Iran’s IRGC Launches Cross-Border Attacks In Iraq To Quell Support For Protest Movement

(New York, N.Y.) — Since Saturday, Iran’s Islamic Revolutionary Guard Corps (IRGC) has launched numerous attacks on Iranian Kurdish separatist groups in northern Iraq—the Komala Party of Iranian Kurdistan and the Democratic Party of Iranian Kurdistan. The groups had shown their support for Iranians protesting the killing of Mahsa Amini, a 22-year-old woman who died in the custody of Iran’s Morality Police after being arrested for wearing her hijab incorrectly. Her death prompted demonstrations throughout the country and abroad against the theocratic regime, leading to the IRGC—which is tasked with defending the Iranian regime against internal and external threats—to retaliate.

To read the Counter Extremism Project (CEP)’s resource Islamic Revolutionary Guard Corps (IRGC), please click here.

The IRGC uses terrorist tactics against its enemies abroad through its Quds Force and secret police methods against its opponents within Iran through its Basij militia. Its loyalty to Supreme Leader Ayatollah Ali Khamenei is considered a religious imperative.

The Quds Force specializes in foreign missions, providing training, funding and weapons to extremist groups, including Iraqi insurgents, Hezbollah, and Hamas. The Quds Force allegedly participated in the 1994 suicide bombing of an Argentine Jewish community center, killing more than 80 and wounding about 300. In the years since, it has armed anti-government militants in Bahrain, and assisted in a 2011 assassination attempt on Saudi Arabia’s ambassador to the United States. The group’s commander is Brigadier General Ismail Ghaani, who was appointed to the role after the January 3, 2020, assassination of Major General Qasem Soleimani in Iraq.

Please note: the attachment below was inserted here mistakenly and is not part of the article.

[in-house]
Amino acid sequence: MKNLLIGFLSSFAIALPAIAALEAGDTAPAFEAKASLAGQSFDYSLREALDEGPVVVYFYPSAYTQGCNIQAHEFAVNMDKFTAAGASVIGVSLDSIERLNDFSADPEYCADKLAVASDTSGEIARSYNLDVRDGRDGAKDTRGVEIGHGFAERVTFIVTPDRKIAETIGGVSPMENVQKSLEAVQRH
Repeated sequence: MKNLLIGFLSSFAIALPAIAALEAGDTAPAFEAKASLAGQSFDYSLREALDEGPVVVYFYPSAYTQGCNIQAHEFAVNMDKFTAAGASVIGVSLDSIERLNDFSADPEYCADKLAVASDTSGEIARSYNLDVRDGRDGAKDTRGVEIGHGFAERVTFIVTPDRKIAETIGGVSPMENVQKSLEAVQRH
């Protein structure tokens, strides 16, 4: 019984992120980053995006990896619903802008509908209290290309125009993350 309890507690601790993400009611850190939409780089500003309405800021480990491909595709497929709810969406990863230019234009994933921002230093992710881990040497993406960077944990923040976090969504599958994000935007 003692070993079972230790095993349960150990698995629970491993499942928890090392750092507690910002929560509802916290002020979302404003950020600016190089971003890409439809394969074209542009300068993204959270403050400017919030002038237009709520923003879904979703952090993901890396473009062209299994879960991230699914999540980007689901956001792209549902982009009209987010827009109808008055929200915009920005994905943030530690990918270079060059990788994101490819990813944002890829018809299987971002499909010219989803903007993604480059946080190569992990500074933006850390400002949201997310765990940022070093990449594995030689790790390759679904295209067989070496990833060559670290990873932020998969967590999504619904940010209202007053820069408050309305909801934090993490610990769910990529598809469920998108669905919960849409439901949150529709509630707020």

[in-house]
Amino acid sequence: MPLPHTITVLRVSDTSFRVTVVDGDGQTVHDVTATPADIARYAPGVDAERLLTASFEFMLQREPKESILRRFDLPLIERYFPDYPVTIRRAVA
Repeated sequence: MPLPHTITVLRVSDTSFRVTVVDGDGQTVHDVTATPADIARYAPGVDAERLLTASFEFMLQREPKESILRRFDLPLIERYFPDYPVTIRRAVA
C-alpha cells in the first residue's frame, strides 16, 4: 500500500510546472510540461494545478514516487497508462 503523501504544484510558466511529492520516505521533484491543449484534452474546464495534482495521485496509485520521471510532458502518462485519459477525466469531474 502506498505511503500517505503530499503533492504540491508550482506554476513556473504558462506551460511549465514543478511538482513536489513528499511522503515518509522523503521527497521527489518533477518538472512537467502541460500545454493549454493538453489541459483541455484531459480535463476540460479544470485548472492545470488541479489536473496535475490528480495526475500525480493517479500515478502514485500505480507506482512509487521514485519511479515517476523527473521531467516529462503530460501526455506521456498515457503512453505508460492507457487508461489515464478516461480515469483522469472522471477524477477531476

Inside Iran’s borders, the IRGC’s Basij militia are attempting to suppress the protestors. The Basij are infamous for their recruitment of volunteers, many of them teenage children, for human wave attacks on Iraqi forces during the Iran-Iraq War in which thousands died. Following the Iran-Iraq War, the Basij assumed a police role in Iran to maintain loyalty to the regime and suppress protests. Today, the Basij has two missions: providing military training to regime supporters in preparation of resisting foreign invasion and helping suppress domestic opposition to the regime through street violence and intimidation.

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On January 23, 2019, two car bombs exploded outside of a mosque in Benghazi, Libya, killing 41 people and injuring 80 others. No group claimed responsibility for the blast, but remnants suggested an ISIS affiliate was responsible.  

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